SA defends ‘ambivalent’ stance on Syria

Lindiwe Zulu, President Jacob Zuma’s special adviser on foreign relations, has defended South Africa’s decision to abstain on a United Nations Security Council resolution on sanctions against Syria after it was criticised for being a “bystander” in the teeth of Syrian President Bashar al-Assad’s relentless military crackdown on civilian protest.

Commentators slammed South Africa for failing to support the resolution, saying its foreign policy was becoming more and more “inconsistent” and in conflict with its professed agenda of advancing international peace and security.

“We did the right thing. This is because of complications arising from global politics,” said Zulu. “We weighed our options. But this does not mean we condone what’s happening in Syria.”

In a statement issued on Thursday by the department of international relations, spokesperson Clayson Monyela also defended South Africa’s decision to abstain, saying that Pretoria was concerned that the sponsors of the resolution would opt for military intervention.

“In the resolution — South Africa was concerned about the sponsors’ intention to impose punitive measures which would have prejudged the implementation of the resolution. We believe that these were designed as a prelude to further actions,” said Monyela.


The statement added that “South Africa is deeply concerned about the deteriorating political and humanitarian situation in Syria. It is our hope that this situation will be resolved in a peaceful manner in accordance with the will of the Syrian people.”

Zulu said international relations minister Maite Nkoana-Mashabane recently met her Syrian counterpart to express South Africa’s concerns about the deteriorating situation in the Middle-Eastern country.

“She raised our issues about the violent crackdown on civilians there and told them that what was happening was unacceptable,” she said.

Threats of sanctions
Zulu’s comments come days after European countries lambasted permanent Security Council members China and Russia for vetoing a UN Security Council resolution which threatened Syria with sanctions if it did not stop its attacks on civilians.

Nine members of the 15-nation council supported the resolution.

South Africa, India, Brazil and Lebanon abstained.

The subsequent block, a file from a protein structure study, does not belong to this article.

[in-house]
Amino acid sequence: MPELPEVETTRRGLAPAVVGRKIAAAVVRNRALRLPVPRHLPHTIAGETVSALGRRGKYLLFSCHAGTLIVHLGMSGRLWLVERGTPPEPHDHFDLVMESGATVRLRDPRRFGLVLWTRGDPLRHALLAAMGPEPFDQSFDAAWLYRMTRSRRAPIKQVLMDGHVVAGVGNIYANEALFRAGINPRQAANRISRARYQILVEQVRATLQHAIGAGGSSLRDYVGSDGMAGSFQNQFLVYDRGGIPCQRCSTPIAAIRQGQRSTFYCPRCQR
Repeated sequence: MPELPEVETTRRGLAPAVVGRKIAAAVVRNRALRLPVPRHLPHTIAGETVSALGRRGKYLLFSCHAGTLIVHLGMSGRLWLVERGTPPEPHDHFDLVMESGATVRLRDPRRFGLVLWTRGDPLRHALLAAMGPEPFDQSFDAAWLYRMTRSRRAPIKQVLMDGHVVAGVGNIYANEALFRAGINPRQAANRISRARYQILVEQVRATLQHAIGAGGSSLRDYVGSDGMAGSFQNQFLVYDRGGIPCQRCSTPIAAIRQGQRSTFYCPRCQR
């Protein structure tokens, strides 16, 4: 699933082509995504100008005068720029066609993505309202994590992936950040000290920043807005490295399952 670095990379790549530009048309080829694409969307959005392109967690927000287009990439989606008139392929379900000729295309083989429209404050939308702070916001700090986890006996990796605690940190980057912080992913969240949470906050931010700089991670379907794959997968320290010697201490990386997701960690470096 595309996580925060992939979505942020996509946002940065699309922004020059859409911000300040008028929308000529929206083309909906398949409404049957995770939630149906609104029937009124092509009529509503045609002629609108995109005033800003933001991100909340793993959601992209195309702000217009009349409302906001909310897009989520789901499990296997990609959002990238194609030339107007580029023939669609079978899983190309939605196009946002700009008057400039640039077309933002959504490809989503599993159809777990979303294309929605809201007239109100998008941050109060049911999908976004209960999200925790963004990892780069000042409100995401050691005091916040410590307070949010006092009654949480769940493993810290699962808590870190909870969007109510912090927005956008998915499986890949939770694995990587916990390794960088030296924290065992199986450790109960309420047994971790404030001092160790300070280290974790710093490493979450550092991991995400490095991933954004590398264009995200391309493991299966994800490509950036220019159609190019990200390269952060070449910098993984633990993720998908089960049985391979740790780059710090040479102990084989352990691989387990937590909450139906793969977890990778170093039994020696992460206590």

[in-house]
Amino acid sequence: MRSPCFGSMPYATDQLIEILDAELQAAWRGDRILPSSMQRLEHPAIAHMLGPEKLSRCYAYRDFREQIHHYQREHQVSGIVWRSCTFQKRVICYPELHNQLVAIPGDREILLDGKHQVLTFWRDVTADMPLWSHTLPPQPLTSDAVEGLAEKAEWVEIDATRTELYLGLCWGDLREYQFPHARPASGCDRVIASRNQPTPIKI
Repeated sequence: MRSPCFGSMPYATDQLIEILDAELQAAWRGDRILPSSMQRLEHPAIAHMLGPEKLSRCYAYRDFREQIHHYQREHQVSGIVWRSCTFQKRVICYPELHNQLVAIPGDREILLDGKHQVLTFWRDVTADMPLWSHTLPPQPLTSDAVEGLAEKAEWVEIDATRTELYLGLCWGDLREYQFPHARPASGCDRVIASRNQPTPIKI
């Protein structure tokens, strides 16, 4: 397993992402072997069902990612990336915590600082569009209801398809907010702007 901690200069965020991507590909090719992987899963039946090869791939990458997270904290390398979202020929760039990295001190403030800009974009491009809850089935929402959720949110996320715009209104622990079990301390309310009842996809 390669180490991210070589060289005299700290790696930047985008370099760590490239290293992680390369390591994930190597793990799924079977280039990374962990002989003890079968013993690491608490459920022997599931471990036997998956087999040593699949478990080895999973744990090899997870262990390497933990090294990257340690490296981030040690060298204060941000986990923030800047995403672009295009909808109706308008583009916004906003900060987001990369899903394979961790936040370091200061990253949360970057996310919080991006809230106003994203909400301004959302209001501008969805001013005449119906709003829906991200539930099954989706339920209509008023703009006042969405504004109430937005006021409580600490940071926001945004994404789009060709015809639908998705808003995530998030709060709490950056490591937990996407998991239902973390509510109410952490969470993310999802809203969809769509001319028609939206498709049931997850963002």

According to the United Nations, more than 2 700 Syrians have been killed since anti-government protests began six months ago, and thousands have been detained and tortured. According to Amnesty Inter­national, at least 95 people have died in custody.

But despite mounting international pressure, al-Assad has continued his violent crackdown on protesters. This week the Guardian reported that the Syrian government had been accused of torturing the relatives of Syrians protesting overseas in an attempt to silence international criticism of al-Assad’s regime.

Irate Western governments have hinted that they are considering referring Syrian officials to the International Criminal Court.

Meanwhile, France has said the European Union (EU) is preparing sanctions that would target Syria’s economic entities. This is expected to hit hard, as the EU buys 95% of Syria’s crude exports.

In an unprecedented gesture of solidarity with Syria’s protest movement, Western envoys joined a recent vigil for a prominent human rights activist, Giyath Matar, believed to have been killed under torture by security forces.

The coordinated attendance by the eight top diplomats, including the US ambassador Robert Ford and representatives from France, the UK, Germany, Canada, Japan, the Netherlands and the EU, was the most public show of international support for the protesters yet.

Zulu said South Africa had a track record “when it comes to solidarity with people who are struggling.”

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Charles Molele
Guest Author

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